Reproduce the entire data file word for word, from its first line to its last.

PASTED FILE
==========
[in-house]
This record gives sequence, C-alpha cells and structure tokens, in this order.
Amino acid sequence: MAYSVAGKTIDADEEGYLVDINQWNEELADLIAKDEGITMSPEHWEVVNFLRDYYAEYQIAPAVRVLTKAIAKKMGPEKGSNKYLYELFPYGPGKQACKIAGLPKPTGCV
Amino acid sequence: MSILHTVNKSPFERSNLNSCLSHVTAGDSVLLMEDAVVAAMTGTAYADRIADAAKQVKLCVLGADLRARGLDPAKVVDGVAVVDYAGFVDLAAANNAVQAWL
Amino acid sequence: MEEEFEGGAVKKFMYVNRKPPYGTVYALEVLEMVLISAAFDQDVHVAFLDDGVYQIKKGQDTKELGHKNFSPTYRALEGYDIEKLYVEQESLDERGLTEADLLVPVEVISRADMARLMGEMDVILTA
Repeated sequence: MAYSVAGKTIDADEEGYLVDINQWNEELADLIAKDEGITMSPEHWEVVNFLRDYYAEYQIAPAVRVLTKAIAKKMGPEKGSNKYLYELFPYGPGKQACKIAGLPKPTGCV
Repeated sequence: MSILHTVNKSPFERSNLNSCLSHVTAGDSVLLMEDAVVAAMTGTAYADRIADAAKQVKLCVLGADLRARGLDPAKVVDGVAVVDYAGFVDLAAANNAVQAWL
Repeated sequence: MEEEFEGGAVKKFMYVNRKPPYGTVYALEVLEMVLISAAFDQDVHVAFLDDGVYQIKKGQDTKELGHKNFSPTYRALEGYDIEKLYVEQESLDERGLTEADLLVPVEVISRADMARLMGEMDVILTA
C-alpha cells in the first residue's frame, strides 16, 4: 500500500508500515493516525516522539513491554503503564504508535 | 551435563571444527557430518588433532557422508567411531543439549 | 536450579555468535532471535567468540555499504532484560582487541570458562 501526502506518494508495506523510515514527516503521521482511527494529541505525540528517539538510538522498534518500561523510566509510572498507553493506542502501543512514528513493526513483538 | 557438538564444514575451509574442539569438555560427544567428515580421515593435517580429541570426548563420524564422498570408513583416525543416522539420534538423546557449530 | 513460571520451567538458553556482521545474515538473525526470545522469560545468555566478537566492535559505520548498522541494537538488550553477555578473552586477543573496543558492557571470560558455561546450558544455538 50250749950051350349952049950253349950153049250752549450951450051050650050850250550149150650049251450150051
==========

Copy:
[in-house]
This record gives sequence, C-alpha cells and structure tokens, in this order.
Amino acid sequence: MAYSVAGKTIDADEEGYLVDINQWNEELADLIAKDEGITMSPEHWEVVNFLRDYYAEYQIAPAVRVLTKAIAKKMGPEKGSNKYLYELFPYGPGKQACKIAGLPKPTGCV
Amino acid sequence: MSILHTVNKSPFERSNLNSCLSHVTAGDSVLLMEDAVVAAMTGTAYADRIADAAKQVKLCVLGADLRARGLDPAKVVDGVAVVDYAGFVDLAAANNAVQAWL
Amino acid sequence: MEEEFEGGAVKKFMYVNRKPPYGTVYALEVLEMVLISAAFDQDVHVAFLDDGVYQIKKGQDTKELGHKNFSPTYRALEGYDIEKLYVEQESLDERGLTEADLLVPVEVISRADMARLMGEMDVILTA
Repeated sequence: MAYSVAGKTIDADEEGYLVDINQWNEELADLIAKDEGITMSPEHWEVVNFLRDYYAEYQIAPAVRVLTKAIAKKMGPEKGSNKYLYELFPYGPGKQACKIAGLPKPTGCV
Repeated sequence: MSILHTVNKSPFERSNLNSCLSHVTAGDSVLLMEDAVVAAMTGTAYADRIADAAKQVKLCVLGADLRARGLDPAKVVDGVAVVDYAGFVDLAAANNAVQAWL
Repeated sequence: MEEEFEGGAVKKFMYVNRKPPYGTVYALEVLEMVLISAAFDQDVHVAFLDDGVYQIKKGQDTKELGHKNFSPTYRALEGYDIEKLYVEQESLDERGLTEADLLVPVEVISRADMARLMGEMDVILTA
C-alpha cells in the first residue's frame, strides 16, 4: 500500500508500515493516525516522539513491554503503564504508535 | 551435563571444527557430518588433532557422508567411531543439549 | 536450579555468535532471535567468540555499504532484560582487541570458562 501526502506518494508495506523510515514527516503521521482511527494529541505525540528517539538510538522498534518500561523510566509510572498507553493506542502501543512514528513493526513483538 | 557438538564444514575451509574442539569438555560427544567428515580421515593435517580429541570426548563420524564422498570408513583416525543416522539420534538423546557449530 | 513460571520451567538458553556482521545474515538473525526470545522469560545468555566478537566492535559505520548498522541494537538488550553477555578473552586477543573496543558492557571470560558455561546450558544455538 50250749950051350349952049950253349950153049250752549450951450051050650050850250550149150650049251450150051